Zingers 4: More First Lines with Grab

I’m a sucker for a good first line—one that grabs me by the throat and pulls me kicking and screaming into a story. It not only sells the novel—or short story—but it sets the mood, tone, theme, and damn near everything else that makes a story a story. And how I love a good story.

In this fourth edition of Zingers there are, as usual, three opening lines, or paragraphs as the case may be, that were especially appealing when I picked these books up. I’ve been in a thriller mood of late, and two of them show my mood, but the third is straight mystery.



That’s what they called themselves, and that would make a good story, Balenger thought, which explained why he met them in this godforsaken New Jersey motel in a ghost town of 17,000 people. Months later, he still would not be able to tolerate being in rooms with closed doors. The nostril-widening smell of must would continue to trigger the memory of screams. The beam from a flashlight wouldn’t fail to make him sweat.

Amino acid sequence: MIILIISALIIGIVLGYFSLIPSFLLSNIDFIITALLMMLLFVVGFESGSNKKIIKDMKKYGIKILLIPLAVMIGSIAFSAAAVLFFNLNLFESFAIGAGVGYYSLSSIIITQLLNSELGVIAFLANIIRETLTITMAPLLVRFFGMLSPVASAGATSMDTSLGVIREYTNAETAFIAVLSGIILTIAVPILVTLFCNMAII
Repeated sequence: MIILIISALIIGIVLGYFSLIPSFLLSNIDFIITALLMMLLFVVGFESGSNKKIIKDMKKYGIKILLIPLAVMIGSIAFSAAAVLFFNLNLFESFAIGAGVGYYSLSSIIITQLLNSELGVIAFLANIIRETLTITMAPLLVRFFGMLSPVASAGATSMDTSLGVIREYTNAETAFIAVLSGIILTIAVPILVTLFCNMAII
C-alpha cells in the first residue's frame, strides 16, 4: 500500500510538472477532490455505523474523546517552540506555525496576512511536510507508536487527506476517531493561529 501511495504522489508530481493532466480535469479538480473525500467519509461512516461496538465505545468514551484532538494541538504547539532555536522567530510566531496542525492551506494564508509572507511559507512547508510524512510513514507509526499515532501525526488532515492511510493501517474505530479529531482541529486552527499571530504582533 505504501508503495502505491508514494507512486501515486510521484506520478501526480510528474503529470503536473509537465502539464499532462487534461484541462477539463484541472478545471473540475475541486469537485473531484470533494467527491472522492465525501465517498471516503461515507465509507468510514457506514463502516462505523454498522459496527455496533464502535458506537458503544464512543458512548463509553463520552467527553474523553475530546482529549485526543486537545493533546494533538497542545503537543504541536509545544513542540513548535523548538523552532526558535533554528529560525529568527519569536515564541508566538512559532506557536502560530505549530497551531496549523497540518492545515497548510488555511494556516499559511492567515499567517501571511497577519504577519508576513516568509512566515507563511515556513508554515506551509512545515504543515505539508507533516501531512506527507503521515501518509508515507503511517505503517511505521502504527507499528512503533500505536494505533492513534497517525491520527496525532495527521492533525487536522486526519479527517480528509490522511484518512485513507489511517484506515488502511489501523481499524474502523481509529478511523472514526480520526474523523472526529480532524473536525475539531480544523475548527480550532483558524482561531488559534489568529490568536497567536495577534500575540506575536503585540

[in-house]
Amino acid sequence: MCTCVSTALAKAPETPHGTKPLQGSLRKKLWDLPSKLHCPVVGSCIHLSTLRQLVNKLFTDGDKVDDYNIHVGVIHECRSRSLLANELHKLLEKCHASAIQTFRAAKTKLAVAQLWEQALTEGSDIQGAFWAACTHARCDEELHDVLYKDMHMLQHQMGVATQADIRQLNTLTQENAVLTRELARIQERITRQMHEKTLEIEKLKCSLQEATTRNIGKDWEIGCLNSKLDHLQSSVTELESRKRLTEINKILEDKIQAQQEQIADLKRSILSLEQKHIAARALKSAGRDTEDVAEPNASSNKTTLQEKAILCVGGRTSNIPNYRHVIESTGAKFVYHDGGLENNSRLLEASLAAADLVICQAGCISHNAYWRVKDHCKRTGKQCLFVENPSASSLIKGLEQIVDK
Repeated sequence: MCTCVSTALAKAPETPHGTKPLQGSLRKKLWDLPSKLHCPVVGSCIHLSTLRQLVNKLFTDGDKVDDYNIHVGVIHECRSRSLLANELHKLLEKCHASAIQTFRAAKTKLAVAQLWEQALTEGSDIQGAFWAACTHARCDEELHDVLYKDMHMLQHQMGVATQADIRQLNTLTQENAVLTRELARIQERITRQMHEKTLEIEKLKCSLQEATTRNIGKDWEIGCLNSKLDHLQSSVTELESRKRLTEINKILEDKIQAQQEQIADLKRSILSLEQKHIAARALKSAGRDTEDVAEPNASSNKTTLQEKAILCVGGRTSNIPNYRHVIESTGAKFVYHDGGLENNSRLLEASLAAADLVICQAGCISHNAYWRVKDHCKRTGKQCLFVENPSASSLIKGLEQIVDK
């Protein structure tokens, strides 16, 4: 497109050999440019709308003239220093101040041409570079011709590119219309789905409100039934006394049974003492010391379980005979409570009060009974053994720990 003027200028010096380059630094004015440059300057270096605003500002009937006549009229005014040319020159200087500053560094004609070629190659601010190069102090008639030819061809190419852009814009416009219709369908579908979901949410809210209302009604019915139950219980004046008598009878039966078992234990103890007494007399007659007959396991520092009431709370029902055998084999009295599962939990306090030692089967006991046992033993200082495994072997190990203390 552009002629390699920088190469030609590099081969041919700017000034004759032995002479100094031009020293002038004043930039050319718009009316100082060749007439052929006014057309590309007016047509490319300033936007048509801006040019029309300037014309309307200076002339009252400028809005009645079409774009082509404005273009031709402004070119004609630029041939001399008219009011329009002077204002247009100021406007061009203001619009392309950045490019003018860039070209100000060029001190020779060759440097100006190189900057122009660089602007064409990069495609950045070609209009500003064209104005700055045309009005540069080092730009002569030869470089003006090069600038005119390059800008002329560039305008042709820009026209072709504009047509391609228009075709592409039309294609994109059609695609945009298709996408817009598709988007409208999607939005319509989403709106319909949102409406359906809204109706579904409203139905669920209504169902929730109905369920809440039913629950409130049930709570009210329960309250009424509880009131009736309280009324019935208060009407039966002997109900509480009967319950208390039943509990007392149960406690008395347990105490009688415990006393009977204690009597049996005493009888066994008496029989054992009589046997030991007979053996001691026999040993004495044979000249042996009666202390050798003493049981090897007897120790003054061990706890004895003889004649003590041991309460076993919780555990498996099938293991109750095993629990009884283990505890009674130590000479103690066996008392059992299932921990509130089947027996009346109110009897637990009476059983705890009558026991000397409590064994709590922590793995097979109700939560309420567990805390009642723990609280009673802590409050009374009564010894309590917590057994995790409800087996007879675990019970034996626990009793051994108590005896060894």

This is the opening paragraph to David Morrell’s Bram Stoker winning Creepers. It perfectly sets the stage for the story that quickly develops on the pages, and if you can put it down after an opening like that, you’re a braver man than I.


He woke up scared.

Worse than that: he was terrified. His heart was pounding, his breath came in gasps, and his body was taut. It was like a nightmare, except that waking brought no relief. He felt that something dreadful had happened, but he did not know what it was.

He opened his eyes. A faint light from another room dimly illuminated his surroundings, and he made out vague shapes, familiar but sinister. Somewhere nearby, water ran in a cistern.